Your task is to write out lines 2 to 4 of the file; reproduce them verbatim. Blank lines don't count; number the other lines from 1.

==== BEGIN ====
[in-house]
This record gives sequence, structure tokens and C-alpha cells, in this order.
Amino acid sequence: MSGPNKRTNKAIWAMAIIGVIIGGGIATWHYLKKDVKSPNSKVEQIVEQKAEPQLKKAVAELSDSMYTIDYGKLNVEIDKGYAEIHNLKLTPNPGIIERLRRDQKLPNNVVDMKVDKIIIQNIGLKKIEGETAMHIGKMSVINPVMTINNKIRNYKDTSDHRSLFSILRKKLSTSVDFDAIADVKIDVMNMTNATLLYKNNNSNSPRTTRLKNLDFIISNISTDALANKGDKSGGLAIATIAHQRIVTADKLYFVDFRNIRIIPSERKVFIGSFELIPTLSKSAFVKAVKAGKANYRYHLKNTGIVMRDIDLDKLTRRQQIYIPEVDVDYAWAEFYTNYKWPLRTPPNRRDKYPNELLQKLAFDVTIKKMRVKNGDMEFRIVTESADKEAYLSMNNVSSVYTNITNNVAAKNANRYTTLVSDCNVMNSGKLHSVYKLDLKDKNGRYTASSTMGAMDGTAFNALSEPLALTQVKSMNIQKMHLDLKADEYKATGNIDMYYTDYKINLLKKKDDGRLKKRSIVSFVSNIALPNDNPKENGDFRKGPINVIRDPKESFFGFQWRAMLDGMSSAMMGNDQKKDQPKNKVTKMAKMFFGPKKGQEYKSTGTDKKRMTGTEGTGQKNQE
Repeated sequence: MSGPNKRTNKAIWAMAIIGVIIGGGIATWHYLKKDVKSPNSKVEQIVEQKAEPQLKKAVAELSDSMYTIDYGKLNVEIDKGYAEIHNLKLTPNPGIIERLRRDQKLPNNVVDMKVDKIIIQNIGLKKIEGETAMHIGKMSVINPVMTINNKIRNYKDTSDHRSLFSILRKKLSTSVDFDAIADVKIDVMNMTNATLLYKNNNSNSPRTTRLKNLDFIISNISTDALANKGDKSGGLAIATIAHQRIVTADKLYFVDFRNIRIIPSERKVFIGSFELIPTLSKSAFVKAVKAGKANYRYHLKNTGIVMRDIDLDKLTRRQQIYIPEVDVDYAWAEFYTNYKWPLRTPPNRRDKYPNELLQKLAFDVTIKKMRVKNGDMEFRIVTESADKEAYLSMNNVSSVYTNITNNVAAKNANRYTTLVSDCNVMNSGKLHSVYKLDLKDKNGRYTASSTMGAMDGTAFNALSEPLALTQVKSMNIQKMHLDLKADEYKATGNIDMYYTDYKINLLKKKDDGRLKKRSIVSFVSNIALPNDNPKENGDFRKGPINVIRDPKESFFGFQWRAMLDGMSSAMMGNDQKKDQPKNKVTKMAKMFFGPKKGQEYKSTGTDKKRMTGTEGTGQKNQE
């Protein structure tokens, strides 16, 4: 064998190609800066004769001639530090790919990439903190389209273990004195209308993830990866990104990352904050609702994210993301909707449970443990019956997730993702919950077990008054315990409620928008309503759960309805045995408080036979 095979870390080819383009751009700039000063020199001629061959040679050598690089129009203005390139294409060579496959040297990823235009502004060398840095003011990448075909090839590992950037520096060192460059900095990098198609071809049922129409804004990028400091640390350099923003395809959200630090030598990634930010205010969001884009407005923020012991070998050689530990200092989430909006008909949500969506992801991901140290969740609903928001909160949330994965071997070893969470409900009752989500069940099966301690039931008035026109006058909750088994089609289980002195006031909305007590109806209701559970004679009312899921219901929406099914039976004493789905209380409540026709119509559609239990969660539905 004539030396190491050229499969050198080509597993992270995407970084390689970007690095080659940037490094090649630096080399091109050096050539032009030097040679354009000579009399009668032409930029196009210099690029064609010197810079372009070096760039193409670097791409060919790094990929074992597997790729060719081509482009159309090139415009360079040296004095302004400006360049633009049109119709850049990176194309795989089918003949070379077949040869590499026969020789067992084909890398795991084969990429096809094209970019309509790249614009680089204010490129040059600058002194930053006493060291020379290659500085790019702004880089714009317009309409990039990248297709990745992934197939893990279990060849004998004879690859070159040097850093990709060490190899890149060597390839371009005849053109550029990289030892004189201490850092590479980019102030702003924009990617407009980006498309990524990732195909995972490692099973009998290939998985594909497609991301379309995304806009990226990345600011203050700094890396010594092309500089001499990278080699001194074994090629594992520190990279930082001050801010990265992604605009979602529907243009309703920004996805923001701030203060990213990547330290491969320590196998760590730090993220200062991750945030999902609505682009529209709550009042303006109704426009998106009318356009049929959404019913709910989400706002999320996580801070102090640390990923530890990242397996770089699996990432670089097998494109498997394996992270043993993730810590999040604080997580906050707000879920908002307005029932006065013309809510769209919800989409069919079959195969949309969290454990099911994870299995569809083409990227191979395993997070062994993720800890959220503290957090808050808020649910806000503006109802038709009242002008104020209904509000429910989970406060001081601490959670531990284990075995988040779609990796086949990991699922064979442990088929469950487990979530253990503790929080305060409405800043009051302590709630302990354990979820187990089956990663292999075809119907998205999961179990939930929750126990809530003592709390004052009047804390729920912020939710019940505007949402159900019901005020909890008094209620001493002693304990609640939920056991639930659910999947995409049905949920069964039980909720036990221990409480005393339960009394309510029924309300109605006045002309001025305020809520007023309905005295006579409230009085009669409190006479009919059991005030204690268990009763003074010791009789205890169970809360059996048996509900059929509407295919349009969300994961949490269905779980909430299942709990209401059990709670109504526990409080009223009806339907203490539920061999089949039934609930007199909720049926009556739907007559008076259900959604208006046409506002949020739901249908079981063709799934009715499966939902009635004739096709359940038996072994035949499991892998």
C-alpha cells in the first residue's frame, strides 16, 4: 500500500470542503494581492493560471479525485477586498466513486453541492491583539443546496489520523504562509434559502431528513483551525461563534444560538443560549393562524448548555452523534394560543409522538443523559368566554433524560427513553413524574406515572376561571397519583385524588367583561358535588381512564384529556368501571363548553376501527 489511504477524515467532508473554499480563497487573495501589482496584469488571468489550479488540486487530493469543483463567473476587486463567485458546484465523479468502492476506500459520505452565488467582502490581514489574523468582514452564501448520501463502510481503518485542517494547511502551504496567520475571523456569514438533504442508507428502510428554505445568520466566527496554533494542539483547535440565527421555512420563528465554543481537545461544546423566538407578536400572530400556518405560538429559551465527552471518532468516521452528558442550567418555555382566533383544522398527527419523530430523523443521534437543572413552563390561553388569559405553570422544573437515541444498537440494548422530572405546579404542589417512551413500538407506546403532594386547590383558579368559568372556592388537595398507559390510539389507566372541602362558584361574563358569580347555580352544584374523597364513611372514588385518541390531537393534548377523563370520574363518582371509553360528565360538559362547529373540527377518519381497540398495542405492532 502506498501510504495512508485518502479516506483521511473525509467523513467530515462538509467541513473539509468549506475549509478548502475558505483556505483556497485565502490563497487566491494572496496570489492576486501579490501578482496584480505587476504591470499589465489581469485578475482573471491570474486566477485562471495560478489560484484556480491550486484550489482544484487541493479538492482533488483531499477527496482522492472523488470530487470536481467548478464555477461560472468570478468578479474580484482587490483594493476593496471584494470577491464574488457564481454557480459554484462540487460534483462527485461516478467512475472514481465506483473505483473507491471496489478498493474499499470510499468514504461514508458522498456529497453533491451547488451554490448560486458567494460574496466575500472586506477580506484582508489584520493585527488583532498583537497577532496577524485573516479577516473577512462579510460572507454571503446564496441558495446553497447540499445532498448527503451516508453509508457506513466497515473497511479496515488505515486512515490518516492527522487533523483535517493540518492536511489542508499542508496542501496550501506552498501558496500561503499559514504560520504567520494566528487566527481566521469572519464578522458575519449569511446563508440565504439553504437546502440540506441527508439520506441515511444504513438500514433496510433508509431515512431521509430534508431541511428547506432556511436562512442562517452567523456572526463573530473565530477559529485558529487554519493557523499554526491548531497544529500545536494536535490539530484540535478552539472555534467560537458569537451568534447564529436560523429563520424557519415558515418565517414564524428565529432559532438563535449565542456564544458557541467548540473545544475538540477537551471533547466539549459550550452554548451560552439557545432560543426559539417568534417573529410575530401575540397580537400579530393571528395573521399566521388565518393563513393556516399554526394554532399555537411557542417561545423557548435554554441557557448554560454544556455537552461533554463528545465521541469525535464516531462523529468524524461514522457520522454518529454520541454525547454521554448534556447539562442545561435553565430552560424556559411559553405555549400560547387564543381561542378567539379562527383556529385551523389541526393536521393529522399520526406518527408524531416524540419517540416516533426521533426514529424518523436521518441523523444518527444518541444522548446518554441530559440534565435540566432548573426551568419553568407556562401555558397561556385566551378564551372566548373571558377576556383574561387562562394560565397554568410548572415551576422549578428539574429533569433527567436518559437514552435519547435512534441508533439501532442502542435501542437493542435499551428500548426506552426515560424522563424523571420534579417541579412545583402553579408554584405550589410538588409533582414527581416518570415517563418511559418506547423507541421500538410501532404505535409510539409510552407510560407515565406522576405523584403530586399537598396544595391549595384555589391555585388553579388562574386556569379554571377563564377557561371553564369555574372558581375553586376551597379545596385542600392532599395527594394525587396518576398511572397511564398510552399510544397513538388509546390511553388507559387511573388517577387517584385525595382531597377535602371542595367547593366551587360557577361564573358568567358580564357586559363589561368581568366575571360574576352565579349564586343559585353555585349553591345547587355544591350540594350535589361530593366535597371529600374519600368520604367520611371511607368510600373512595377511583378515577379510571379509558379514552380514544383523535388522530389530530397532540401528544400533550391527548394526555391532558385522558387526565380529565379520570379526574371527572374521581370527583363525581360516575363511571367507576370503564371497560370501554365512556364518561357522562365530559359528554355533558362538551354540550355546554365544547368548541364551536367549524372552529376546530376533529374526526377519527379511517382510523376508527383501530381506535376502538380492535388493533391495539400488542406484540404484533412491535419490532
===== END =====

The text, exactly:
This record gives sequence, structure tokens and C-alpha cells, in this order.
Amino acid sequence: MSGPNKRTNKAIWAMAIIGVIIGGGIATWHYLKKDVKSPNSKVEQIVEQKAEPQLKKAVAELSDSMYTIDYGKLNVEIDKGYAEIHNLKLTPNPGIIERLRRDQKLPNNVVDMKVDKIIIQNIGLKKIEGETAMHIGKMSVINPVMTINNKIRNYKDTSDHRSLFSILRKKLSTSVDFDAIADVKIDVMNMTNATLLYKNNNSNSPRTTRLKNLDFIISNISTDALANKGDKSGGLAIATIAHQRIVTADKLYFVDFRNIRIIPSERKVFIGSFELIPTLSKSAFVKAVKAGKANYRYHLKNTGIVMRDIDLDKLTRRQQIYIPEVDVDYAWAEFYTNYKWPLRTPPNRRDKYPNELLQKLAFDVTIKKMRVKNGDMEFRIVTESADKEAYLSMNNVSSVYTNITNNVAAKNANRYTTLVSDCNVMNSGKLHSVYKLDLKDKNGRYTASSTMGAMDGTAFNALSEPLALTQVKSMNIQKMHLDLKADEYKATGNIDMYYTDYKINLLKKKDDGRLKKRSIVSFVSNIALPNDNPKENGDFRKGPINVIRDPKESFFGFQWRAMLDGMSSAMMGNDQKKDQPKNKVTKMAKMFFGPKKGQEYKSTGTDKKRMTGTEGTGQKNQE
Repeated sequence: MSGPNKRTNKAIWAMAIIGVIIGGGIATWHYLKKDVKSPNSKVEQIVEQKAEPQLKKAVAELSDSMYTIDYGKLNVEIDKGYAEIHNLKLTPNPGIIERLRRDQKLPNNVVDMKVDKIIIQNIGLKKIEGETAMHIGKMSVINPVMTINNKIRNYKDTSDHRSLFSILRKKLSTSVDFDAIADVKIDVMNMTNATLLYKNNNSNSPRTTRLKNLDFIISNISTDALANKGDKSGGLAIATIAHQRIVTADKLYFVDFRNIRIIPSERKVFIGSFELIPTLSKSAFVKAVKAGKANYRYHLKNTGIVMRDIDLDKLTRRQQIYIPEVDVDYAWAEFYTNYKWPLRTPPNRRDKYPNELLQKLAFDVTIKKMRVKNGDMEFRIVTESADKEAYLSMNNVSSVYTNITNNVAAKNANRYTTLVSDCNVMNSGKLHSVYKLDLKDKNGRYTASSTMGAMDGTAFNALSEPLALTQVKSMNIQKMHLDLKADEYKATGNIDMYYTDYKINLLKKKDDGRLKKRSIVSFVSNIALPNDNPKENGDFRKGPINVIRDPKESFFGFQWRAMLDGMSSAMMGNDQKKDQPKNKVTKMAKMFFGPKKGQEYKSTGTDKKRMTGTEGTGQKNQE